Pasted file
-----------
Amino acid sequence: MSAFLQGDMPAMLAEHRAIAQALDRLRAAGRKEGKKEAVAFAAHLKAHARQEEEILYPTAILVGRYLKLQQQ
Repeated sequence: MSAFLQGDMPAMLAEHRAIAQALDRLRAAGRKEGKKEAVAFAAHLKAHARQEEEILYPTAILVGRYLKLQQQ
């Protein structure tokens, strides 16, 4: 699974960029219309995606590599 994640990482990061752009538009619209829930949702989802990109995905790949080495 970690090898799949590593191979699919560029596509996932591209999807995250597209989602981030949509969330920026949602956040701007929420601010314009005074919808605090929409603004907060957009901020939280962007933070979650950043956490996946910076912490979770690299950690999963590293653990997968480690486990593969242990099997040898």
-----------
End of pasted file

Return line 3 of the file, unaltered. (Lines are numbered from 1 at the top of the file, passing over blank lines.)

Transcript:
């Protein structure tokens, strides 16, 4: 699974960029219309995606590599 994640990482990061752009538009619209829930949702989802990109995905790949080495 970690090898799949590593191979699919560029596509996932591209999807995250597209989602981030949509969330920026949602956040701007929420601010314009005074919808605090929409603004907060957009901020939280962007933070979650950043956490996946910076912490979770690299950690999963590293653990997968480690486990593969242990099997040898």